Earlier this week, the CFPB’s Office of Research released its third “Data Point” report on Americans who are “credit invisible” – that is, those without an established credit history with the three national credit reporting agencies – and who therefore cannot be scored by most traditional credit scoring models. The report, entitled “The Geography of Credit Invisibility,” focuses on the geographic concentrations of credit invisible consumers, to determine whether there are “credit deserts” in which access to credit is largely absent, leading to consumers in those areas being unable to become “credit visible” by establishing a credit history.
The report makes a number of interesting observations about the incidence of credit invisibility, focusing on adults over the age of 25 (because, according to the report, most Americans succeed in transitioning into credit visibility between the ages of 18 and 25, typically through credit cards or student loans). Some of those observations are:
- The report indicates that credit invisible consumers are concentrated in two types of geographies: in core urban areas (as opposed to suburban areas), and in rural or small-town areas.
- Rural and small-town areas have the highest proportional incidence of credit invisibility, but because of the higher populations in urban areas, about 2/3 of credit invisible adults over age 25 reside in those areas.
- The report provides data showing that average income level in a neighborhood is correlated with credit invisibility in urban areas, but this link between income and invisibility is absent in rural areas.
- Because many consumers use credit cards as an “entry” product that makes them credit “visible,” the report presents data about the use of credit cards by consumers in various types of areas, and by income level. In urban and suburban areas, the use of credit cards is higher as an “entry” product, and the use of credit cards increases with income level. In rural and small-town areas, the use of credit cards is lower, and does not increase significantly with income level.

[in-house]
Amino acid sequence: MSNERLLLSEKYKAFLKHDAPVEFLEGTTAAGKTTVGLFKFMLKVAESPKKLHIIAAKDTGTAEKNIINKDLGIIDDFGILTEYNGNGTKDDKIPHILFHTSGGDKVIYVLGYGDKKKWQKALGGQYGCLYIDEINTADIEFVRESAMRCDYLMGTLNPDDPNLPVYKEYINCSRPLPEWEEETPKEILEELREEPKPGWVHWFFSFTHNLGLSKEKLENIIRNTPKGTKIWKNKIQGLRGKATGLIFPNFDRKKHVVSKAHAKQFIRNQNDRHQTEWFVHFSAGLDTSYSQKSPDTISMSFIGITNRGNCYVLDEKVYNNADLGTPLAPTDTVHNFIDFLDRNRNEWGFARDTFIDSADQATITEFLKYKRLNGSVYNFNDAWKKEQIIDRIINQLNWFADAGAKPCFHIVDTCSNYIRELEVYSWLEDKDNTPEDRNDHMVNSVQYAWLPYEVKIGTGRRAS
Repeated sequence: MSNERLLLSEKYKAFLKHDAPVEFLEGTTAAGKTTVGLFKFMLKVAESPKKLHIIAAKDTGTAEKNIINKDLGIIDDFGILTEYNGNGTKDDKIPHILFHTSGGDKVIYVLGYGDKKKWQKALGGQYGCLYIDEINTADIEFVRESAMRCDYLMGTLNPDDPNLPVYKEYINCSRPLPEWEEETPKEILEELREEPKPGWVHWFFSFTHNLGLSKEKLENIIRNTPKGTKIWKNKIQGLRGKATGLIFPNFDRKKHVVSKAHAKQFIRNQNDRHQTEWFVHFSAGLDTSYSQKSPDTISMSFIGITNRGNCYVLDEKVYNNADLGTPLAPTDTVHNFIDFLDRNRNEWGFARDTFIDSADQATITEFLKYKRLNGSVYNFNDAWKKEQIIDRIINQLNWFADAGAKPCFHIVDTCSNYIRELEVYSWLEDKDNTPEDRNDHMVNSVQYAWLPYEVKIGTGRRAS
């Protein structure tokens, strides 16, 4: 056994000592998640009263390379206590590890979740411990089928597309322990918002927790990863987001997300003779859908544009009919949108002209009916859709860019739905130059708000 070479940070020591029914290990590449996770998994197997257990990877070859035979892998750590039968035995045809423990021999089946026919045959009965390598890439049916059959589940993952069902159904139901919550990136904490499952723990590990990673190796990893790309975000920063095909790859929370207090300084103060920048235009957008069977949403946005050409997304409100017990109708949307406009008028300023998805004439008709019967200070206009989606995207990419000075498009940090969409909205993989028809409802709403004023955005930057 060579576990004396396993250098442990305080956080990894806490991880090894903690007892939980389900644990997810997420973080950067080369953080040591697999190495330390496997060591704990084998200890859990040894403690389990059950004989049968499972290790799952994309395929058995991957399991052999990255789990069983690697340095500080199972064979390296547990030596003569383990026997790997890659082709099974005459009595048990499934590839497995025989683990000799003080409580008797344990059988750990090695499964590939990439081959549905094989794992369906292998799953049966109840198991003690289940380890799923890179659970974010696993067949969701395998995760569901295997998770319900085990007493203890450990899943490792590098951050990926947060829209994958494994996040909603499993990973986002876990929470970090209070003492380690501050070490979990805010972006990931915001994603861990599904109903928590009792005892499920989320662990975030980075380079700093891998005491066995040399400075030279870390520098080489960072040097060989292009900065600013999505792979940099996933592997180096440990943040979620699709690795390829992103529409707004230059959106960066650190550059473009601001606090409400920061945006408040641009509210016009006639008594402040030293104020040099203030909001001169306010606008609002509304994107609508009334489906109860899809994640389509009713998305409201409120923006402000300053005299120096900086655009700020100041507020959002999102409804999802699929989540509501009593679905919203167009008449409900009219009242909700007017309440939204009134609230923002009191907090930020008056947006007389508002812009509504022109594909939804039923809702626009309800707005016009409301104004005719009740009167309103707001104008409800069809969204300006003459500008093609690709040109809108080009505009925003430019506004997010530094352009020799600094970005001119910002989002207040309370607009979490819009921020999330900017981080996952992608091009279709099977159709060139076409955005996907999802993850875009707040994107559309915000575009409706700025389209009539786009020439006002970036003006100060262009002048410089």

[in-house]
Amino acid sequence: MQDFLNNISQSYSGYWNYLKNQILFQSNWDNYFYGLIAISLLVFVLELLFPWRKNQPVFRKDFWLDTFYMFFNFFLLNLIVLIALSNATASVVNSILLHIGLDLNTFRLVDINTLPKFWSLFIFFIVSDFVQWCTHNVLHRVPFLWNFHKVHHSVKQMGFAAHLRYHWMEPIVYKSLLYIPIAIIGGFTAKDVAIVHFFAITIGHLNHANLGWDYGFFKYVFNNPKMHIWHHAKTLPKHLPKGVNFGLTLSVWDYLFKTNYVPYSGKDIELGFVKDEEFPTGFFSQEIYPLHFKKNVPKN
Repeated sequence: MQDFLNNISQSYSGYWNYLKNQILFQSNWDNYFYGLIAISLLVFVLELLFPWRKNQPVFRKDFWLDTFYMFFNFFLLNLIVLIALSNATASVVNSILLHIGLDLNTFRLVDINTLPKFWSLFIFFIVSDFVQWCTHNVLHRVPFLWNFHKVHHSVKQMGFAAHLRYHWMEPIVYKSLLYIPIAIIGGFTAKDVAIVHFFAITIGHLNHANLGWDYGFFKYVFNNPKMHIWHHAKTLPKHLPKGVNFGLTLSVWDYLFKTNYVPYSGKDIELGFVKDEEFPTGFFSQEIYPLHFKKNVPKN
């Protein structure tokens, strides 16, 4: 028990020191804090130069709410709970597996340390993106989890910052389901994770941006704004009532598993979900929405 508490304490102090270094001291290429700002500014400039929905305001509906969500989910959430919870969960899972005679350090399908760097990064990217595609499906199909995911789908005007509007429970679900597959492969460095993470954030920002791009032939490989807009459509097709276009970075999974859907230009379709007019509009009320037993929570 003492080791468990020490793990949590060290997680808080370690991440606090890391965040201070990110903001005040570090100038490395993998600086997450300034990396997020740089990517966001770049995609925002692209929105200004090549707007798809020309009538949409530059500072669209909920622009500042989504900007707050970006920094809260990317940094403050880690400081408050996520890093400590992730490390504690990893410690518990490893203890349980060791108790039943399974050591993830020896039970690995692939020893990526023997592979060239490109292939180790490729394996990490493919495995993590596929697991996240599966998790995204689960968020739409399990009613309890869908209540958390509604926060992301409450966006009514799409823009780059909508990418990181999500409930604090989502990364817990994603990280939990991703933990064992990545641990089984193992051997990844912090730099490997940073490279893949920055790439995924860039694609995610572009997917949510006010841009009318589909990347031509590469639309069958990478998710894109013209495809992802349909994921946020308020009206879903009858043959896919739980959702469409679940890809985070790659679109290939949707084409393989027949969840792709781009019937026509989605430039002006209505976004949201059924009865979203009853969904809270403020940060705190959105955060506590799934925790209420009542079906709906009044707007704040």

- Testing the hypothesis that proximity of traditional banking services may be a factor in credit invisibility, the report then examines data showing the use of credit cards as an “entry” product, sorted by the distance to the nearest bank branch. The report highlights that proximity to a bank branch is somewhat correlated with higher credit card usage as an “entry” product in urban and suburban areas, but there is no such correlation in rural areas.
- Based on this data, the report observes that “[t]hese results provide little evidence that bank branch proximity is an important factor in explaining why consumers are credit invisible.” In fact, the report goes on to note that branch proximity is not one of the more common reasons why consumers say that they do not have a bank account. More common reasons provided are not having enough money to put in a bank account, and a distrust of banks.
- The report also contains data demonstrating a relationship between the availability of high-speed internet service and credit invisibility, showing that areas with less availability of internet service have significantly higher rates of credit invisibility. The report notes that credit cards, a typical “entry” product for credit invisible consumers, are typically marketed and offered online, suggesting a potential causal link between internet access and the ability to obtain a credit card.